Twitter’s Moments get their own analytics
Twitter Moments, Twitter’s own take on short-form content told as a series of connected tweets, are today getting their own analytics, the company announced today. This will allow Moments’ creators to track how well their content is working on Twitter, by offering details on opens, likes, shares, and more. The idea is that this data will aid in crafting better-performing Moments in the future.
As a refresher, the Twitter Moments feature was first launched in 2015, as something of an answer to Snapchat Stories. Like Stories, Moments are designed to be simple and quick pieces of content. But instead of images, they string together a collection of tweets to tell a story.
The feature was first only available to brands and influencers, which could have slowed their adoption among Twitter’s user base. Creation tools didn’t become available to regular users until November, 2016.
Moments’ existence also didn’t spur more sign-ups for the service, as the company had perhaps hoped. Nor did they replace the “tweetstorm” as a means of sharing longer thoughts – manually numbered and connected tweets are still hugely popular on today’s Twitter.
Twitter ultimately decided to demote Moments in its app. Earlier this year, the company introduced an “Explore” section on mobile that took over the spot Moments once held. While Moments are still a part of this section, they’re no longer the only draw, or even the main one. Trending searches, video and live streams are now heavily featured here.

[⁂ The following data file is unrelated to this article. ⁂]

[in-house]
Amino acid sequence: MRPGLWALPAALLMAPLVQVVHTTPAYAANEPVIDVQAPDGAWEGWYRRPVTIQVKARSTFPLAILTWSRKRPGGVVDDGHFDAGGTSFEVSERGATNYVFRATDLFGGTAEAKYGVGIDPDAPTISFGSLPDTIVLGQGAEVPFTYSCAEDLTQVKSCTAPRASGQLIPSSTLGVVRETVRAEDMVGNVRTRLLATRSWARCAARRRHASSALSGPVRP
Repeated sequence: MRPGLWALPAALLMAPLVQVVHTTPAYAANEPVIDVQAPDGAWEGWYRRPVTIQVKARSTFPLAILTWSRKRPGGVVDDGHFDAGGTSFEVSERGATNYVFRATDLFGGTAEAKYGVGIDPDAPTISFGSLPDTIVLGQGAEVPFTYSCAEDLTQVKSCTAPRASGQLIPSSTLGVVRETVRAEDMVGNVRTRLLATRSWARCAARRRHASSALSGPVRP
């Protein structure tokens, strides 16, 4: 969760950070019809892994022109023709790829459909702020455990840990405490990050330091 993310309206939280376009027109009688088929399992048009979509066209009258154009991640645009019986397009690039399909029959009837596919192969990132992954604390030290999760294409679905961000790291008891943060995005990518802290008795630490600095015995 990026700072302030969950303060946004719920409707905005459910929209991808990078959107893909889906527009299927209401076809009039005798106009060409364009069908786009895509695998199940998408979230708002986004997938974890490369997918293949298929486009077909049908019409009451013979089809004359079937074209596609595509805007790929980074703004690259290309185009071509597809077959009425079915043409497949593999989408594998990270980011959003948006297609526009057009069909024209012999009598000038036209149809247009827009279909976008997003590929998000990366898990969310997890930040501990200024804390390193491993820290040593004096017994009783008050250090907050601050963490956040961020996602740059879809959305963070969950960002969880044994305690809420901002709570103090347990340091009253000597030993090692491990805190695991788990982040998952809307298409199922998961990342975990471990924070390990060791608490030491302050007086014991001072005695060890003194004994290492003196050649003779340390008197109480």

But several brands are continuing to post their own Moments. For example, at the time of writing, you can find Moments from Reuters, Hype Machine, GQ, SB Nation, Major League Soccer, Net-A-Porter, and others featured in the Explore screen, along with those crafted in-house.
Twitter declined to share metrics around Moments’ adoption, traction or growth.
To access the new analytics, you can click on the down arrow or the three-dot “More” menu.
The tool will primarily be used by publisher partners and brand advertisers, we understand, and will track opens (number of times a Moment is viewed); unique opens (views by unique users); like, shares (from the tweet button), and the completion rate (% who reached the end of the Moment).
via Twitter – TechCrunch https://techcrunch.com
March 7, 2017 at 04:40AM